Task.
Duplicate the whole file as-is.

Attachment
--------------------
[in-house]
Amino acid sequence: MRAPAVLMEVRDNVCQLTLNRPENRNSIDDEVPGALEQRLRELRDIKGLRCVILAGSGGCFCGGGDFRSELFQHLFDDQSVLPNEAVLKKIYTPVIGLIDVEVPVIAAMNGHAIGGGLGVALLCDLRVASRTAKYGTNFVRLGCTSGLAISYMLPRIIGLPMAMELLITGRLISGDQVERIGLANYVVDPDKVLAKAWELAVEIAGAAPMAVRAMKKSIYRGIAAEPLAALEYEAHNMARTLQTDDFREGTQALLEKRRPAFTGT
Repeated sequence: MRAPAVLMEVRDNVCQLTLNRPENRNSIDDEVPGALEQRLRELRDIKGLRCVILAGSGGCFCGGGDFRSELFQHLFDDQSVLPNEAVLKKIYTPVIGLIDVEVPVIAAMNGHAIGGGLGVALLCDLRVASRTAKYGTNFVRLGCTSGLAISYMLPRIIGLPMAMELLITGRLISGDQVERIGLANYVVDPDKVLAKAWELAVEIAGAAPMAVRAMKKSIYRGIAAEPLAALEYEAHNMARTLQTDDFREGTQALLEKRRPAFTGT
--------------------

[in-house]
Amino acid sequence: MRAPAVLMEVRDNVCQLTLNRPENRNSIDDEVPGALEQRLRELRDIKGLRCVILAGSGGCFCGGGDFRSELFQHLFDDQSVLPNEAVLKKIYTPVIGLIDVEVPVIAAMNGHAIGGGLGVALLCDLRVASRTAKYGTNFVRLGCTSGLAISYMLPRIIGLPMAMELLITGRLISGDQVERIGLANYVVDPDKVLAKAWELAVEIAGAAPMAVRAMKKSIYRGIAAEPLAALEYEAHNMARTLQTDDFREGTQALLEKRRPAFTGT
Repeated sequence: MRAPAVLMEVRDNVCQLTLNRPENRNSIDDEVPGALEQRLRELRDIKGLRCVILAGSGGCFCGGGDFRSELFQHLFDDQSVLPNEAVLKKIYTPVIGLIDVEVPVIAAMNGHAIGGGLGVALLCDLRVASRTAKYGTNFVRLGCTSGLAISYMLPRIIGLPMAMELLITGRLISGDQVERIGLANYVVDPDKVLAKAWELAVEIAGAAPMAVRAMKKSIYRGIAAEPLAALEYEAHNMARTLQTDDFREGTQALLEKRRPAFTGT